I was turned off by the dry, white, crumbly texture and the inability to cook most pork cuts—with the exception of some ribs or roasts—in such a manner that I could retain the moisture and integrity of taste. The boneless, center-cut pork chops, that were considered to be prime cuts, had become unpalatable.
Most of us have grown up with the old adage, “You have to cook your pork well done or it will make you sick.” Accordingly, growing up eating inherently dry, overcooked, rubberized, white pork brought me much agony as a child. It wasn’t until I was well into my adult years that I discovered that pork was really red, and not white. It was then that I began to understand the depth of the political ploys that had turned traditional pork on its ear in favor of factory-farmed white meat. This “white” meat had become representative of Big Agriculture farming interests and the federalized dietary guidelines that are the result of the politicization of food and nutrition.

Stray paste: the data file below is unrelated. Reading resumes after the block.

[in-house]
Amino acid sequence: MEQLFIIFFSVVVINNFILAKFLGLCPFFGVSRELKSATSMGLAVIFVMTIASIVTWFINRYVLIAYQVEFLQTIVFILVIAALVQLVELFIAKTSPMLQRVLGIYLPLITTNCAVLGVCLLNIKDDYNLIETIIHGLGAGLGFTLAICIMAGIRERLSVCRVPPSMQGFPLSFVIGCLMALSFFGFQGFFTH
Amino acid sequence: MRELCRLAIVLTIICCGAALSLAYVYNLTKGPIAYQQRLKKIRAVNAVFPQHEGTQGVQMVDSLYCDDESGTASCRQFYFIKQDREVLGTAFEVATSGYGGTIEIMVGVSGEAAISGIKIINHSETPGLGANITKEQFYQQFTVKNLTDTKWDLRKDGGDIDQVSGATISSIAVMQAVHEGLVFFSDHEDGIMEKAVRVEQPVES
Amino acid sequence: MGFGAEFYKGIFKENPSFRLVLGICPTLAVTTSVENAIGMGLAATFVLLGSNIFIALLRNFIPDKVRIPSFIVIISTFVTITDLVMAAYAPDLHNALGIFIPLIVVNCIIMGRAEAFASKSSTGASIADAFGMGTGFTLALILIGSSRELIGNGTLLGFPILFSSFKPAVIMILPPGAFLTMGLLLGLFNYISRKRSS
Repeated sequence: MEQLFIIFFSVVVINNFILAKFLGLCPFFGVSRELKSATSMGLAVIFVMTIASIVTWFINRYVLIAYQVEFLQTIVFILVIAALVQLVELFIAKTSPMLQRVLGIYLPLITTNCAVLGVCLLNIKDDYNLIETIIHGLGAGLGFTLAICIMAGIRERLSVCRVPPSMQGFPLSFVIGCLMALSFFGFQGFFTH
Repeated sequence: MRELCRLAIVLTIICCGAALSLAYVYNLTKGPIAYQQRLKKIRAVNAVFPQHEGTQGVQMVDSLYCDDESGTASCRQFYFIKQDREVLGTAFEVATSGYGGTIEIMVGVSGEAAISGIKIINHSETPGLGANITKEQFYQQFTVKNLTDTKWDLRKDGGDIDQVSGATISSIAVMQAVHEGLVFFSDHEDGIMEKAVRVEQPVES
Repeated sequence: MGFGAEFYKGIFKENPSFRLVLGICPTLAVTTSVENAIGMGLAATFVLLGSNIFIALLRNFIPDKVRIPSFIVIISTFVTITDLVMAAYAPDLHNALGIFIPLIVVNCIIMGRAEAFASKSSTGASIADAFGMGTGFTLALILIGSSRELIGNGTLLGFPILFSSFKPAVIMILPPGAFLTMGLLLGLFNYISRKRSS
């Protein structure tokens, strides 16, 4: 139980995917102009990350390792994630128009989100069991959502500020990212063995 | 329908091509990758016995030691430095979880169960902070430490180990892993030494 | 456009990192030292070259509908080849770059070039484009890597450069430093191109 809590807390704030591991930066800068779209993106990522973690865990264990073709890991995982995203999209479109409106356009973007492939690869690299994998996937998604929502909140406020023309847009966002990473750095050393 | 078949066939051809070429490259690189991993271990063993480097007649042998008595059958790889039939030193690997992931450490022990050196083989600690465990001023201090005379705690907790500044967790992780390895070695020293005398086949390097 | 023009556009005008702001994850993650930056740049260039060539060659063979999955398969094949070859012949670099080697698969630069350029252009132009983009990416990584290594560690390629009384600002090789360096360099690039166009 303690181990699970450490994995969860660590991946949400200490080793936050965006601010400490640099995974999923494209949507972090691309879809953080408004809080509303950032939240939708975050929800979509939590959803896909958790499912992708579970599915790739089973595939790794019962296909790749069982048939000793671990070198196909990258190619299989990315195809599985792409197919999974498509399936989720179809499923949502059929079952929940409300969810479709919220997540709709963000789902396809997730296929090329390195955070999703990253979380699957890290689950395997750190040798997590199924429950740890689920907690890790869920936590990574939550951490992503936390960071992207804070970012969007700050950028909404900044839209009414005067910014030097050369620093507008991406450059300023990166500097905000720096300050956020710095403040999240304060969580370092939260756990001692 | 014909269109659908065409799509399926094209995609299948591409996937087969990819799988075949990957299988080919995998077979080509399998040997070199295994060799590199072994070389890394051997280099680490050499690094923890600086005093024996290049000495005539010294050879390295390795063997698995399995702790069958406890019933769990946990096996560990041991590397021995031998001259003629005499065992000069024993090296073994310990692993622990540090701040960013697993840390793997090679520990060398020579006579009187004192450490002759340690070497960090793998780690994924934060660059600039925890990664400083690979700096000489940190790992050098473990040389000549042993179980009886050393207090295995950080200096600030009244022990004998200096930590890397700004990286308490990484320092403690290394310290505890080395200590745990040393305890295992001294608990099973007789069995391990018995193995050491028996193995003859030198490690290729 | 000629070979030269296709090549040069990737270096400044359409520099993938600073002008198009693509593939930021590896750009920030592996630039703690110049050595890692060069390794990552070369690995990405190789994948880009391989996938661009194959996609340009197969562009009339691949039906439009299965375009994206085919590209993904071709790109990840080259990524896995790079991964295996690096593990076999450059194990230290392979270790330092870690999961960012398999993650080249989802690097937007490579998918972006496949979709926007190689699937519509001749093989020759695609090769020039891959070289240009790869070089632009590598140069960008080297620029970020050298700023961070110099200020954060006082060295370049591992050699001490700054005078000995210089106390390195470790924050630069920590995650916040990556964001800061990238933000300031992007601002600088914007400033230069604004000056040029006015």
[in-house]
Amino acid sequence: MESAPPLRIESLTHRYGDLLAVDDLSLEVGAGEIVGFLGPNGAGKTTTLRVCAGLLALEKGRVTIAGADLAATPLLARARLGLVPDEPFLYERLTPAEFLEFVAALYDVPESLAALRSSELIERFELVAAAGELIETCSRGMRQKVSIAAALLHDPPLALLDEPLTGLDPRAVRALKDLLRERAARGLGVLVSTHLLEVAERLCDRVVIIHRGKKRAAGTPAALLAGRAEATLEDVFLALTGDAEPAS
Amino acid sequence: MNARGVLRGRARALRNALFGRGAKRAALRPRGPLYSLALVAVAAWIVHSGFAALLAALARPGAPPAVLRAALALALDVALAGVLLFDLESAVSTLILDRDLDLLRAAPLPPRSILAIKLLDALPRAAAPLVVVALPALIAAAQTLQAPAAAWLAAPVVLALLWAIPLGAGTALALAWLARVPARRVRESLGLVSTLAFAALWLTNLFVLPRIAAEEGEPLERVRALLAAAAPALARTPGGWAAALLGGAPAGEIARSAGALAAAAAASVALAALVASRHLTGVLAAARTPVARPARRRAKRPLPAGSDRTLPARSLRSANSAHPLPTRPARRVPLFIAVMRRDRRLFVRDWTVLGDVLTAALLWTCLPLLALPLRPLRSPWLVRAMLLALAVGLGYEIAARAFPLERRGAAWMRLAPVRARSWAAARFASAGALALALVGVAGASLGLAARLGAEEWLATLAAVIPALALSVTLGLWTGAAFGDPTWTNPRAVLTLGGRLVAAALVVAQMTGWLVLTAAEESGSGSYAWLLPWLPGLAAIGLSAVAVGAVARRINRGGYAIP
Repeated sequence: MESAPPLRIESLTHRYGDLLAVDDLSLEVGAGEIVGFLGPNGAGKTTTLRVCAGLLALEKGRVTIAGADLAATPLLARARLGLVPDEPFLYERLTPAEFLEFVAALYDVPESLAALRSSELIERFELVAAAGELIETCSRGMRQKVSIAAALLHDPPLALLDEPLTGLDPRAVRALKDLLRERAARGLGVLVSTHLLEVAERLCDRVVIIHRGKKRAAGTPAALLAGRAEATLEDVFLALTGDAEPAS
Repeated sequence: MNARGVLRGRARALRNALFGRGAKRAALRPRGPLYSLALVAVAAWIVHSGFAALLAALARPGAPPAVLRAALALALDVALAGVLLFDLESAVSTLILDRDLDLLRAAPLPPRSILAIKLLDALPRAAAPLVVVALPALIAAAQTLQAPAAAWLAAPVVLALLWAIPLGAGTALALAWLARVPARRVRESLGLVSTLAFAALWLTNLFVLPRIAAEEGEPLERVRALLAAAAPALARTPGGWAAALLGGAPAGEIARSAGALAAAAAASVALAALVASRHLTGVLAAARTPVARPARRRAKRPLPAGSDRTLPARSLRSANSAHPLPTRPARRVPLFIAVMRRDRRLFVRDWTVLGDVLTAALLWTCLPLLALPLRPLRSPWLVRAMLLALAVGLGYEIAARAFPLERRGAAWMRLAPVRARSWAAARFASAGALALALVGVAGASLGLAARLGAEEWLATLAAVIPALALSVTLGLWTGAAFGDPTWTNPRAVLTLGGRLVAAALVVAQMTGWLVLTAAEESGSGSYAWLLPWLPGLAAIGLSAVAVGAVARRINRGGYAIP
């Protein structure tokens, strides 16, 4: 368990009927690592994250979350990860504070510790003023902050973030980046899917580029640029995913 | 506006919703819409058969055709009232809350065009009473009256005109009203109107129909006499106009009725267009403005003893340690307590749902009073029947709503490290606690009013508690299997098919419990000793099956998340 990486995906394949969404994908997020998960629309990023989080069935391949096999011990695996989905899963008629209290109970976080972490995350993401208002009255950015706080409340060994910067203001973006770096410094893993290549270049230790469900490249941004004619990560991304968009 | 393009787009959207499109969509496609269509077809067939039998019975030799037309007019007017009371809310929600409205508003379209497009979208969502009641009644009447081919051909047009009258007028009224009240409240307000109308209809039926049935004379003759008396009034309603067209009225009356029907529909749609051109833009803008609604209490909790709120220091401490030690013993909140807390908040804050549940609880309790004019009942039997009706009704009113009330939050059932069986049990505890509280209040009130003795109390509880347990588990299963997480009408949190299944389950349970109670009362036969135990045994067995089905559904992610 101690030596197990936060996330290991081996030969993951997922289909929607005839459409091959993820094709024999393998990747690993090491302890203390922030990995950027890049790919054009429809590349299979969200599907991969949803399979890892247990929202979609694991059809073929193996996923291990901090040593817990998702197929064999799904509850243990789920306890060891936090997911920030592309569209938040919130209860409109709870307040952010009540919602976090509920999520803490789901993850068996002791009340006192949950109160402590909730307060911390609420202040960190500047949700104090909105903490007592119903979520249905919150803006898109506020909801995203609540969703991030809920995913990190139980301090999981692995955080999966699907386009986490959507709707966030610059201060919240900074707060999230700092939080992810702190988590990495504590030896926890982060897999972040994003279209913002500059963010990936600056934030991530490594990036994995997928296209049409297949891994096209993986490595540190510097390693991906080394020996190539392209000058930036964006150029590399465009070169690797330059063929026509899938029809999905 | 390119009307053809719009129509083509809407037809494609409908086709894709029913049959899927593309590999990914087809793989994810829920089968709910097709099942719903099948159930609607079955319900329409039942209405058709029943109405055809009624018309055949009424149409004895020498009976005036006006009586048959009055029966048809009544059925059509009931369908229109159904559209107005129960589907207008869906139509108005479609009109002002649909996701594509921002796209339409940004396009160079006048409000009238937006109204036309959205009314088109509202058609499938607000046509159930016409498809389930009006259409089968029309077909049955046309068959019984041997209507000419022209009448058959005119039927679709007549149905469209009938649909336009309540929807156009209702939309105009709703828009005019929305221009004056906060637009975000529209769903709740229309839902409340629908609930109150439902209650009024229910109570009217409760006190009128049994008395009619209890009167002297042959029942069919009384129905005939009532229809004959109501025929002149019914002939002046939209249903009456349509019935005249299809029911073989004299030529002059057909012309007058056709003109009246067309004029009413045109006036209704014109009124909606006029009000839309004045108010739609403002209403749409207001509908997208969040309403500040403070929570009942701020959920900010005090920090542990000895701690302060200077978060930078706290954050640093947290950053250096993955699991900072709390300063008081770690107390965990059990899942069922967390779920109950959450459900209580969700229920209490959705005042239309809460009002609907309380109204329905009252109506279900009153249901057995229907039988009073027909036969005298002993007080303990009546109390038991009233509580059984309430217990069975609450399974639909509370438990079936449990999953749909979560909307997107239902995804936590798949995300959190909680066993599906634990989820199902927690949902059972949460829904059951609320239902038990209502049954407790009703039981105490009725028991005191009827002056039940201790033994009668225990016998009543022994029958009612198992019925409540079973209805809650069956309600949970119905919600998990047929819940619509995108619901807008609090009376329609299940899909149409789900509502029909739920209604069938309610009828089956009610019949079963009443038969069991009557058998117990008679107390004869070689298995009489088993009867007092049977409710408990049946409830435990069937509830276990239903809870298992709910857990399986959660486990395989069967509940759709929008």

CONTINUED at the Ludwig von Mises Institute. Written by Karen De Coster.